As my head cleared, I realized I had no sensation in my body and couldn’t move. The perks of this situation were immediately obvious: no pain! Gradually I was able to talk and understand more about what had happened. I was still in labor – the contractions were merrily chugging away on the monitor – but couldn’t feel a thing. My OB pulled up a chair and said it was time to go over the game plan.

Up until now, the game plan had been to go for an unmedicated, vaginal delivery if circumstances allowed. My previous baby had macrosomia and shoulder dystocia, and we’d had conversations about the probability of it happening again with this baby, and what the best management strategies would be. (You can read more about it in my last post.) 

Now, the long labor and failed epidural threw me a curve ball. At least, I felt it did. The OB was honest and said she really didn’t know at this point what to recommend. A c-section would obviously eliminate the chance of shoulder dystocia, but carried its own risks and difficult recovery. However, she said, if I was going to proceed with a vaginal delivery, I had to be ok with her breaking the baby’s collar bone or breaking my pelvis to get her out, should a dystocia occur. No, I said. No. I’m not ok with breaking the baby.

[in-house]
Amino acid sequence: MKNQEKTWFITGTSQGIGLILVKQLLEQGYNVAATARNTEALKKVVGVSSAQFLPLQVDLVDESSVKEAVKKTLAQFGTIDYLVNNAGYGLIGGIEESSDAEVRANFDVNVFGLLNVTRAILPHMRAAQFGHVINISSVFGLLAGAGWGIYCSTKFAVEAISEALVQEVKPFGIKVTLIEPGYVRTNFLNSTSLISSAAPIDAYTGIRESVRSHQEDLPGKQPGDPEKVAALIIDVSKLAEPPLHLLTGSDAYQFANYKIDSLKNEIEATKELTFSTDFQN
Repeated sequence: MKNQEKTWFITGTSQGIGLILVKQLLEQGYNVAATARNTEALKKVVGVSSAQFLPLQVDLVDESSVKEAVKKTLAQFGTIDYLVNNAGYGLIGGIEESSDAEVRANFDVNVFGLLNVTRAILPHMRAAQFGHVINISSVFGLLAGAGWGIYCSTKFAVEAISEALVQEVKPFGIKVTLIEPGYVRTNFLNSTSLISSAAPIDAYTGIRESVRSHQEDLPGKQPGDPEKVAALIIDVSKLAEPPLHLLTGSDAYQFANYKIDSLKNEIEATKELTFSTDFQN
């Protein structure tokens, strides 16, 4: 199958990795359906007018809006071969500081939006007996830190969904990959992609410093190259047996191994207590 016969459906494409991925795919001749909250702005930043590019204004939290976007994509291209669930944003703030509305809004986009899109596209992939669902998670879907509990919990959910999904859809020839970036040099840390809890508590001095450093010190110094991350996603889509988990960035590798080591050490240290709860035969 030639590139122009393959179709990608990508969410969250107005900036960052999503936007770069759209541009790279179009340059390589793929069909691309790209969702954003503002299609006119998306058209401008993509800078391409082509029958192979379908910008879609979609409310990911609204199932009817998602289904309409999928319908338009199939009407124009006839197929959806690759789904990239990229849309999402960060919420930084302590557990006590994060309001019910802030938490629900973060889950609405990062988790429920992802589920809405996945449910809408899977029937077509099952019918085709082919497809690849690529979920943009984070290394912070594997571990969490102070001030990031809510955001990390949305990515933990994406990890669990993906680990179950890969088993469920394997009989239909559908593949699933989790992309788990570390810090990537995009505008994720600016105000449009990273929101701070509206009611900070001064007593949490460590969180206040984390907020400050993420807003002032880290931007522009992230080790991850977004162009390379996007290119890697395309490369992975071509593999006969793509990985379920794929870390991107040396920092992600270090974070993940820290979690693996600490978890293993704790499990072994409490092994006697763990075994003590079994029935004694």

I thought and thought and thought, and felt like a c-section would be the safest path for both me and the baby. I couldn’t face getting another epidural after the last one failed so spectacularly, but I didn’t think I could get through delivery at this point without one. I was afraid I didn’t have the strength to push, after everything I’d been through. I didn’t think I could squat or get into optimal positions for getting the baby’s shoulders through. I just didn’t think I had it in me anymore, as much as it hurt to admit it.